Anyone that has been to Churchill’s Pub in Little Haiti has a story to tell.
First-timers and people who never went back will warn you about thick-tongued men who ooze out of darkness and, trembling, offer to watch your car for a dollar. Regulars know the implied threat — “watch” means “not break into” — is usually a bluff. Some even know the men’s names or at least the handles they’ve adopted for use in this parking lot and the myriad other shadowy places they congregate at around the neighborhood.
You can keep up with Nevermind Miami throughout September on beachedmiami.com/nevermind-miami.
This is the third installment of Nevermind Miami, a tribute to the generation-defining album Nirvana released 20 years ago, on September 24, 1991. To commemorate the occasion, we have asked local musicians to cover each of the 13 songs on the original release. We will be posting the covers throughout September in no particular order.
First up in this installment, we have Miami-born, L.A.-based singer-songwriter Rachel Goodrich covering “Territorial Pissings”. The song is the grungiest on Nevermind, with Kurt Cobain straining both his vocal chords and guitar strings to the snapping point and Dave Grohl doing his darnedest to make toothpicks of drumsticks.
Backed by harmonica, Goodrich slows the track down on a loose-strung acoustic guitar and channels Cobain’s inner bluesman, which didn’t always shine through Nirvana’s studio output but played an exquisite role in the band’s masterful Unplugged album (see “Where Did You Sleep Last Night”). To listen to more of Goodrich’s music, visit rachelgoodrich.com (aka Yellow Bear HQ).
I am a Johnny Cash fan. I love Johnny Cash. That track I started when I was recording another track called “Shadows.” I don’t know why, but while I was recording that track, [“Folsom Prison Blues”] was on my brain. I was just thinking about that song while playing this other song, and it was just one of those moments when a track became something else. Kind of like Monstermix, you know? You never know what’s going to happen.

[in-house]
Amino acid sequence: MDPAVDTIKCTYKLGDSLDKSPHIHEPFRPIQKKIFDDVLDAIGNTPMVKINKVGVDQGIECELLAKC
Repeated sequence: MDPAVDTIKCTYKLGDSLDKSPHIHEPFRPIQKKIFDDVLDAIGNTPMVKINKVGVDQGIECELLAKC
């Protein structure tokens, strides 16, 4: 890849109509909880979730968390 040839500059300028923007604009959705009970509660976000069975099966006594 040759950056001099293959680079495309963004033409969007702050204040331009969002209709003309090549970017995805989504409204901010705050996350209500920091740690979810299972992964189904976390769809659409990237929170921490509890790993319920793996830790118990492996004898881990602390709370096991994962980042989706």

Goodrich’s version of the Cash classic — narrated by a man imprisoned in an actual cell and his own mind — slows down the iconic train rhythm to an “I think I can, I think I can” pace and features a vocal performance both more coldly despairing and embellished than in the original. It’s a solid rendition, but Goodrich is hardly standing alone in the lineup of outlaws who’ve sung this tune, as everyone from Bob Dylan to Everlast has peered through the Folsom Prison bars and hungered after “that fancy dining car”.
You can hear how Goodrich’s version stacks up below, and make sure to check out the video of Johnny Cash performing the song in Folsom Prison (after the jump).
This was a productive week for Miami videography with arresting vids premiering here, there, and everywhere. First we have Miami artist Jen Stark’s “Believer”, a stop-motion journey through a paper kaleidoscope that is definitely not for the easily dizzied. Featuring music by Dan Deacon, co-mastermind of unsurpassable internet vid “Drinking Out Of Cups”, and clocking in at more than five minutes, “Believer” is Stark’s most ambitious “papermation” work to date. She made it for an exhibition called “Double Rainbow Rainbow”, which opened at Toronto’s Show & Tell Gallery on Thursday and also features work by painter Maya Hayuk. Check out Stark’s Vimeo channel for similar but shorter clips dating as far back as 2005.